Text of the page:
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Antifa activists say violence is necessary
Anti-fascist activists, or "antifa," increasingly mobilized in the wake of President Trump's election, are unapologetic about what they describe as the necessary use of violence to combat authoritarianism.
While both experts on the movement and activists within it emphasize that not everyone who participates in anti-fascist activism engages in violence, they say the use of force is intrinsic to their political philosophy.
"The justification [of the use of violence] is that Nazi ideology at its very core is founded on violence and on wielding power by any means," said Mike Isaacson, one of the founders of Smash Racism D.C., an antifa organization in Washington.
Isaacson is unequivocal in his defense of violence as a legitimate tool to combat the creeping threat of what he deems authoritarianism.
"There is the question of whether these people should feel safe organizing as Nazis in public, and I don't think they should," said Isaacson.
"I don't think anyone should think that someone who is intent on politically organizing for the sake of creating a state-sponsored genocide - I don't think is something that we should protect," he said.
Antifa activists justify their use of violence as self-defense against "the inherent danger of fascists organizing," according to Mark Bray, a Dartmouth historian and author of a recent book on the movement.
"The argument is that it needs to be stopped immediately, because if you let it grow, that poses a danger to society," Bray said.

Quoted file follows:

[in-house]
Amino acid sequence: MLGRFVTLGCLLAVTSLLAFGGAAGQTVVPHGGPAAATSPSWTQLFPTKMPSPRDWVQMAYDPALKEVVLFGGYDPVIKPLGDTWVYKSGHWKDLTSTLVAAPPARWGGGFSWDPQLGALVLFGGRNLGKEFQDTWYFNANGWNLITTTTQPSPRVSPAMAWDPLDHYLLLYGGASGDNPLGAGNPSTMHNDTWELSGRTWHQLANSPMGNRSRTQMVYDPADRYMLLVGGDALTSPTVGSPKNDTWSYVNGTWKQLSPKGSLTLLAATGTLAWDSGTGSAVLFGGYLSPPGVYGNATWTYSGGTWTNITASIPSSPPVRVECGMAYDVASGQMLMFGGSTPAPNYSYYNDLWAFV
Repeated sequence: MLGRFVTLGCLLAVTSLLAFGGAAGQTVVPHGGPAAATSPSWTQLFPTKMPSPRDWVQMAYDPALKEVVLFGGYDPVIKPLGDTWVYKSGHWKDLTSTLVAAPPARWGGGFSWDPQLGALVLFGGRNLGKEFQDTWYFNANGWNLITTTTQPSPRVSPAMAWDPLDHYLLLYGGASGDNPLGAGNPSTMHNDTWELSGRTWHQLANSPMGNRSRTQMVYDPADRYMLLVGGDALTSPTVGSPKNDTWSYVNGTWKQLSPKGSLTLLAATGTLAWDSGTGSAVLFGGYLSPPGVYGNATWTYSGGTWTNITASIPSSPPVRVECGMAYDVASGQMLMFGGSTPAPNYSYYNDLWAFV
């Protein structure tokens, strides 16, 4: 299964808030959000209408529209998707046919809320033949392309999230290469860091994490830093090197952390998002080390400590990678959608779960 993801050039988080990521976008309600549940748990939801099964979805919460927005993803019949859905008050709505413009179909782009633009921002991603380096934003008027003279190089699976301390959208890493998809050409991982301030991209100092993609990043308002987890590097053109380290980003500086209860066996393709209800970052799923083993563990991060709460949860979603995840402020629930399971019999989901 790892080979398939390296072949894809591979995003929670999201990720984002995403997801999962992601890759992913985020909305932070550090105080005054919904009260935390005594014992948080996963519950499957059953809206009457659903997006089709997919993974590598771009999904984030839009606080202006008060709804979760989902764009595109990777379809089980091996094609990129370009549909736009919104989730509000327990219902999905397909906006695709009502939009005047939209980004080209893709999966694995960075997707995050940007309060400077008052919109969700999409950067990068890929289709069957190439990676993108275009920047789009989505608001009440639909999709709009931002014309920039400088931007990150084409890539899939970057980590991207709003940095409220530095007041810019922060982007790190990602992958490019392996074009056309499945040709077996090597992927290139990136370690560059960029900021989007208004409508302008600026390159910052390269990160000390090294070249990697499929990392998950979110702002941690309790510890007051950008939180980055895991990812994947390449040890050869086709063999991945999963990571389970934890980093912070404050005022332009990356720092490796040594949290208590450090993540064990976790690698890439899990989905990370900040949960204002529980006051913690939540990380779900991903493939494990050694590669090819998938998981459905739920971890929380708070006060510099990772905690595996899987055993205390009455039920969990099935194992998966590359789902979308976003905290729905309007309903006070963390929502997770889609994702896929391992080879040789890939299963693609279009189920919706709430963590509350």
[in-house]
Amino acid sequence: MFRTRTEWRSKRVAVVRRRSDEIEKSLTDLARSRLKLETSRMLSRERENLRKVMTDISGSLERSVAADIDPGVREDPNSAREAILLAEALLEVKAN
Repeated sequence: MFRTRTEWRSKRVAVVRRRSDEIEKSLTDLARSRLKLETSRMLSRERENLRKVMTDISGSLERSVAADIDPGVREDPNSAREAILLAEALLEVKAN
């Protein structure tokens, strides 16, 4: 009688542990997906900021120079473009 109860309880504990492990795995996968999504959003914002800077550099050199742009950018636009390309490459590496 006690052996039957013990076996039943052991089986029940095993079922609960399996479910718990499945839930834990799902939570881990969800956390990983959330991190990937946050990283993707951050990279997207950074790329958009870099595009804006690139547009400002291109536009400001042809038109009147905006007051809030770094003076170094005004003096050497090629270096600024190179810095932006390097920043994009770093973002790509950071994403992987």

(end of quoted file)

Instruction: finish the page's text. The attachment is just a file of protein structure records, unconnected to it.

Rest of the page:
Dubbed the "alt-left" by President Trump, antifa has increasingly been making their presence known after his victory in the 2016 election was openly embraced by white supremacists.
On Sunday, antifa protesters hurled glass bottles and bricks at police officers monitoring a far-right march in Portland, Ore.
And the University of California, Berkeley, is bracing for the possibility of more violent clashes on Thursday, when conservative political commentator and former Breitbart editor Ben Shapiro is scheduled to speak.
There is no central organizing committee governing antifa, and different affiliated groups have different priorities and governing principles, making it impossible to gauge the growth of the movement in the wake of the election.
But activists and law enforcement sources say anecdotally that their numbers have almost certainly swelled. Jim Pasco, executive director of the Fraternal Order of Police, the nation's largest law enforcement union, told The Hill that he has "for sure" seen rising interest in the movement since Trump's election, noting that six months ago he had never even heard of antifa.
As early as 2016, the Department of Homeland Security and the FBI warned state and local officials that antifa had become increasingly confrontational and were engaging in "domestic terrorist violence."
While Bray says antifa focuses mostly on nonviolent activities, such as researching white supremacists and disrupting their efforts to organize, the movement's more violent methods - and its use of so-called black bloc tactics, where activists wear black masks and clothing to conceal their identity - have drawn fierce criticism from the right and divided the left.
House Minority Leader Nancy Pelosi (D-Calif.), for example, has condemned antifa's use of violence.